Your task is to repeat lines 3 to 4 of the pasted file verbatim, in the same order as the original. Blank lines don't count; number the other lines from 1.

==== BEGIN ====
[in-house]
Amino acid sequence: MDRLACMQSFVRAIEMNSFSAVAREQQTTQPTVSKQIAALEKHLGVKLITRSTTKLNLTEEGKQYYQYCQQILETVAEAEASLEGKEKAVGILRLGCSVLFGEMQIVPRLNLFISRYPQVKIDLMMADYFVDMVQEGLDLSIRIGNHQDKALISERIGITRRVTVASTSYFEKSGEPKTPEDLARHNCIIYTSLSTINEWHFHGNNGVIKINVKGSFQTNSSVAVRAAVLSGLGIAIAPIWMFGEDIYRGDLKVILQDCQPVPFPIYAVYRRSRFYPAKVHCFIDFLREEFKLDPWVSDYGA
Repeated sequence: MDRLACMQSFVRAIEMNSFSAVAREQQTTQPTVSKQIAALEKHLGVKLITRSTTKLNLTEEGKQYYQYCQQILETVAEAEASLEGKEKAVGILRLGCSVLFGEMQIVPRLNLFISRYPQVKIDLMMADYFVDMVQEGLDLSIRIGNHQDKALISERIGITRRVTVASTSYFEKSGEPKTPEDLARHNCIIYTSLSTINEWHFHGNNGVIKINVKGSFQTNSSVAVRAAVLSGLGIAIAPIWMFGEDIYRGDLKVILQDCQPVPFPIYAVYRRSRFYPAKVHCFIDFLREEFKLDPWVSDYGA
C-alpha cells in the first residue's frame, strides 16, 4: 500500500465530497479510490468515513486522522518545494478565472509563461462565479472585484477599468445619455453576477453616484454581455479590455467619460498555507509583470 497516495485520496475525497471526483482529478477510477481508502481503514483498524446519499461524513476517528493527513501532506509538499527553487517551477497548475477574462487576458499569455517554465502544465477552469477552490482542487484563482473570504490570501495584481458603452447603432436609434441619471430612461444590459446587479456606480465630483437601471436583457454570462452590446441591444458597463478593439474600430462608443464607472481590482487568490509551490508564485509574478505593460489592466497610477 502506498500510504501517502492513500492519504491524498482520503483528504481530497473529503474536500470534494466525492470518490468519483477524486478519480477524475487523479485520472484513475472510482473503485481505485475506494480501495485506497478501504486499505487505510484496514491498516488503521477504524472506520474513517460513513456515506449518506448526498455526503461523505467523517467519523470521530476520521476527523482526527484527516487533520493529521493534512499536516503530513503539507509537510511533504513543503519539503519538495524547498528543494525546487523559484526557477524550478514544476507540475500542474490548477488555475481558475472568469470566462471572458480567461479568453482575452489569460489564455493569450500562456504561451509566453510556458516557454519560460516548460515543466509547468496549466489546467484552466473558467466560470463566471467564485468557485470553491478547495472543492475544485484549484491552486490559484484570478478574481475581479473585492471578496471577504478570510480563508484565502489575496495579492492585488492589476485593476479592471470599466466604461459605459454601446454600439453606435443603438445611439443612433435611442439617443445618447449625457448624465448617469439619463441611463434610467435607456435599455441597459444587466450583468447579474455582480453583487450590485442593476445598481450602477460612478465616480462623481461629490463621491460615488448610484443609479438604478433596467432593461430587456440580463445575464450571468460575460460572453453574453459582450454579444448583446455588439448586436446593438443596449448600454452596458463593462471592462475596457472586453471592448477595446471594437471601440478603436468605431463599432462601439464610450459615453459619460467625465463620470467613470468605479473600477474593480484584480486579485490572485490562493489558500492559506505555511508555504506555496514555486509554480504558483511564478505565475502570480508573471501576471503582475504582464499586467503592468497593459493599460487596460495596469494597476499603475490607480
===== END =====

Repeated sequence: MDRLACMQSFVRAIEMNSFSAVAREQQTTQPTVSKQIAALEKHLGVKLITRSTTKLNLTEEGKQYYQYCQQILETVAEAEASLEGKEKAVGILRLGCSVLFGEMQIVPRLNLFISRYPQVKIDLMMADYFVDMVQEGLDLSIRIGNHQDKALISERIGITRRVTVASTSYFEKSGEPKTPEDLARHNCIIYTSLSTINEWHFHGNNGVIKINVKGSFQTNSSVAVRAAVLSGLGIAIAPIWMFGEDIYRGDLKVILQDCQPVPFPIYAVYRRSRFYPAKVHCFIDFLREEFKLDPWVSDYGA
C-alpha cells in the first residue's frame, strides 16, 4: 500500500465530497479510490468515513486522522518545494478565472509563461462565479472585484477599468445619455453576477453616484454581455479590455467619460498555507509583470 497516495485520496475525497471526483482529478477510477481508502481503514483498524446519499461524513476517528493527513501532506509538499527553487517551477497548475477574462487576458499569455517554465502544465477552469477552490482542487484563482473570504490570501495584481458603452447603432436609434441619471430612461444590459446587479456606480465630483437601471436583457454570462452590446441591444458597463478593439474600430462608443464607472481590482487568490509551490508564485509574478505593460489592466497610477 502506498500510504501517502492513500492519504491524498482520503483528504481530497473529503474536500470534494466525492470518490468519483477524486478519480477524475487523479485520472484513475472510482473503485481505485475506494480501495485506497478501504486499505487505510484496514491498516488503521477504524472506520474513517460513513456515506449518506448526498455526503461523505467523517467519523470521530476520521476527523482526527484527516487533520493529521493534512499536516503530513503539507509537510511533504513543503519539503519538495524547498528543494525546487523559484526557477524550478514544476507540475500542474490548477488555475481558475472568469470566462471572458480567461479568453482575452489569460489564455493569450500562456504561451509566453510556458516557454519560460516548460515543466509547468496549466489546467484552466473558467466560470463566471467564485468557485470553491478547495472543492475544485484549484491552486490559484484570478478574481475581479473585492471578496471577504478570510480563508484565502489575496495579492492585488492589476485593476479592471470599466466604461459605459454601446454600439453606435443603438445611439443612433435611442439617443445618447449625457448624465448617469439619463441611463434610467435607456435599455441597459444587466450583468447579474455582480453583487450590485442593476445598481450602477460612478465616480462623481461629490463621491460615488448610484443609479438604478433596467432593461430587456440580463445575464450571468460575460460572453453574453459582450454579444448583446455588439448586436446593438443596449448600454452596458463593462471592462475596457472586453471592448477595446471594437471601440478603436468605431463599432462601439464610450459615453459619460467625465463620470467613470468605479473600477474593480484584480486579485490572485490562493489558500492559506505555511508555504506555496514555486509554480504558483511564478505565475502570480508573471501576471503582475504582464499586467503592468497593459493599460487596460495596469494597476499603475490607480